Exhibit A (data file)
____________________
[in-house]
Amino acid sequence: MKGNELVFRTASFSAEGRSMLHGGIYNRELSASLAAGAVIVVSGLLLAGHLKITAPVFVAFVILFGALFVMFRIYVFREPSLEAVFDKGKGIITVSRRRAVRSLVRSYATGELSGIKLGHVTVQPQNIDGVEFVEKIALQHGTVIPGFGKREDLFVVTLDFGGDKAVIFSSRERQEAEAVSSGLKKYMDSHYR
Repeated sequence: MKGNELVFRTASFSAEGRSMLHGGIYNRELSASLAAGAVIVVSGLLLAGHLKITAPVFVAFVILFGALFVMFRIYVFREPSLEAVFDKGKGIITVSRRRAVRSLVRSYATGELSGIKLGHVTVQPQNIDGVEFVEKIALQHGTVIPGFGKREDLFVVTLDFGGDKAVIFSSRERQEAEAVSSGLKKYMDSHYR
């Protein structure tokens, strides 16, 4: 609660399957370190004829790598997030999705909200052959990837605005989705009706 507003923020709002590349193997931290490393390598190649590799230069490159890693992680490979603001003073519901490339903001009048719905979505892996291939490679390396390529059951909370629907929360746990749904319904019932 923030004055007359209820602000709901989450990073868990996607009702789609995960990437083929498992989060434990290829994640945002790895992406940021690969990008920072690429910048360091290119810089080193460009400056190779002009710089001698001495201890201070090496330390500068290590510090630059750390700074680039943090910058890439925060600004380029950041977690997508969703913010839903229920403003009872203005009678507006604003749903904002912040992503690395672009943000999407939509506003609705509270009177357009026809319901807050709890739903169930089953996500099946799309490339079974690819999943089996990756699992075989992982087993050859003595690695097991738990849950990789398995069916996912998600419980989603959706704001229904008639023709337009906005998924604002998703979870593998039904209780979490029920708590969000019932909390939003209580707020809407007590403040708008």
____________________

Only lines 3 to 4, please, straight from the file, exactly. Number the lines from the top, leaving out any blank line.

Repeated sequence: MKGNELVFRTASFSAEGRSMLHGGIYNRELSASLAAGAVIVVSGLLLAGHLKITAPVFVAFVILFGALFVMFRIYVFREPSLEAVFDKGKGIITVSRRRAVRSLVRSYATGELSGIKLGHVTVQPQNIDGVEFVEKIALQHGTVIPGFGKREDLFVVTLDFGGDKAVIFSSRERQEAEAVSSGLKKYMDSHYR
């Protein structure tokens, strides 16, 4: 609660399957370190004829790598997030999705909200052959990837605005989705009706 507003923020709002590349193997931290490393390598190649590799230069490159890693992680490979603001003073519901490339903001009048719905979505892996291939490679390396390529059951909370629907929360746990749904319904019932 923030004055007359209820602000709901989450990073868990996607009702789609995960990437083929498992989060434990290829994640945002790895992406940021690969990008920072690429910048360091290119810089080193460009400056190779002009710089001698001495201890201070090496330390500068290590510090630059750390700074680039943090910058890439925060600004380029950041977690997508969703913010839903229920403003009872203005009678507006604003749903904002912040992503690395672009943000999407939509506003609705509270009177357009026809319901807050709890739903169930089953996500099946799309490339079974690819999943089996990756699992075989992982087993050859003595690695097991738990849950990789398995069916996912998600419980989603959706704001229904008639023709337009906005998924604002998703979870593998039904209780979490029920708590969000019932909390939003209580707020809407007590403040708008």